The rifle recoils fairly briskly for a tactical rifle because of its lighter weight and thinner recoil pad. But it was still mild compared to light hunting rifles, and it is only a .308. Extraction is VERY positive offering no doubts that if possible, extraction will happen. Like I have mentioned earlier, the operation was very smooth through out the tests and this really showed in the rapid fire tests. I will say that in terms of ultimate accuracy, I was hoping for .5 MOA, but I never did achieve that. I was close on numerous occasions, but never broke that mark. But I will say that this rifle was extremely consistent. It pretty much shot everything I fed it at less than 1 MOA. It didn’t seem to care what ammo I fed it. Ultimately federal GMM shot the best with an average of .623″ and a best group of .55″. I also fired ABT 175gr and HSM 178 AMAX that also averaged below 1″. The ABT was about .75″ across the board and the HSM about .8″. With a higher magnification scope and breaking in the rifle a bit more, I’m sure those groups would have came down and probably would have broken the .5″ barrier, but it did not happen with this scope during these evaluations. Performance was very good, though not excellent.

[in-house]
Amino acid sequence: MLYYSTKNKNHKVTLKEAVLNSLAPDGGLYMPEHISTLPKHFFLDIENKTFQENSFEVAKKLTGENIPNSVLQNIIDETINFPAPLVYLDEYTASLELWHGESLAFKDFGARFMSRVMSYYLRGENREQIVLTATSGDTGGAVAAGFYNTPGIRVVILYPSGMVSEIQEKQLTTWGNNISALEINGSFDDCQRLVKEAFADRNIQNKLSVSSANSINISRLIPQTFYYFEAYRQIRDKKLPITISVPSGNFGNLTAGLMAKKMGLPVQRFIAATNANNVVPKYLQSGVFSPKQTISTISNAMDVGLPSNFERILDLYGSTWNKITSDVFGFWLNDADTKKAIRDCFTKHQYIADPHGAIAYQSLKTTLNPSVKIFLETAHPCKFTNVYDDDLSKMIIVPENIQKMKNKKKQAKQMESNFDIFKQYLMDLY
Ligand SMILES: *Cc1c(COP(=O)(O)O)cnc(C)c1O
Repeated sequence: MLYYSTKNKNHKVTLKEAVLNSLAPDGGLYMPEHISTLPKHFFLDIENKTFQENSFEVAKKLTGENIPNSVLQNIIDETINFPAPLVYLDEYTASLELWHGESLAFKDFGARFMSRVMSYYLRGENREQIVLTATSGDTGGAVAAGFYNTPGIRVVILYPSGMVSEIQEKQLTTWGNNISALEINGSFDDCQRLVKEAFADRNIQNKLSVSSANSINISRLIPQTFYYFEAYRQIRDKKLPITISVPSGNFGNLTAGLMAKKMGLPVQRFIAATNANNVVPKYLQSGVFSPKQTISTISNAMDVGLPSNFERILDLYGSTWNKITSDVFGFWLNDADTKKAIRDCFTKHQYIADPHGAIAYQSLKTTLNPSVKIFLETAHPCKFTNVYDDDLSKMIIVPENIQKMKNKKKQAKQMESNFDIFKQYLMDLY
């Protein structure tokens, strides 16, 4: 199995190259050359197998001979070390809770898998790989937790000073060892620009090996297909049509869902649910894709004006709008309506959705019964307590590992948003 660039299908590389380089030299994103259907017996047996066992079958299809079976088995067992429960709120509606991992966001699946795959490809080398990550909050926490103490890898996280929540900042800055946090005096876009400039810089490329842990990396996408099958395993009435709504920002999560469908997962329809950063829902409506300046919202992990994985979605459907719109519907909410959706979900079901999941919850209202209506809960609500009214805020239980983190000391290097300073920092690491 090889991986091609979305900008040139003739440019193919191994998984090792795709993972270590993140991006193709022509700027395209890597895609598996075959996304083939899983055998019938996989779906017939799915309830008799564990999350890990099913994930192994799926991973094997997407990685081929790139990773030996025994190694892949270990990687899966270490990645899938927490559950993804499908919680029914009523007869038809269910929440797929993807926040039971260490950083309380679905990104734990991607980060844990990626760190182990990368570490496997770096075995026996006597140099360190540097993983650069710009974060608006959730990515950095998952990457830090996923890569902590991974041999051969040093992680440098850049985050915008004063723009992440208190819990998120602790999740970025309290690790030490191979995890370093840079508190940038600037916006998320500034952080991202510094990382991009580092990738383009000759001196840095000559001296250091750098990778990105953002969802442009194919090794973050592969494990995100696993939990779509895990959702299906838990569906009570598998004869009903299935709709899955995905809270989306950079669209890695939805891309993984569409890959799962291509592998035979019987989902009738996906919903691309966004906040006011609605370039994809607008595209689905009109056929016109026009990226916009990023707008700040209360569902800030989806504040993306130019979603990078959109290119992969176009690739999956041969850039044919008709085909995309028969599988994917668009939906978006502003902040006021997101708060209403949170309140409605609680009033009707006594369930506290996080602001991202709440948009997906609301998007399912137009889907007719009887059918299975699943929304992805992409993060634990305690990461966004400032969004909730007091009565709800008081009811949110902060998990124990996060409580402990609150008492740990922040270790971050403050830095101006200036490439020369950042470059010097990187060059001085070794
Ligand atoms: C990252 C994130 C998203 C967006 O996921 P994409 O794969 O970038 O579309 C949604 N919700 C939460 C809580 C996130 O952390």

In conclusion: This rifle is a nicely thought out tactical rifle from Tikka. The cost puts it in with the FN SPR rifles (lower end ones) and the Steyr SSG’s, and it competes okay there. The performance is very smooth though the stock could use a new material and some tweaking to its shape (possibly more traditional in design?). The accuracy is good and will probably get a bit better over time, and because of its consistency it would serve very well in a tactical role. The ability to mount the muzzlebrake (about $200) or a suppressor is nice to have from a factory rifle. A new stock would really make it a gem.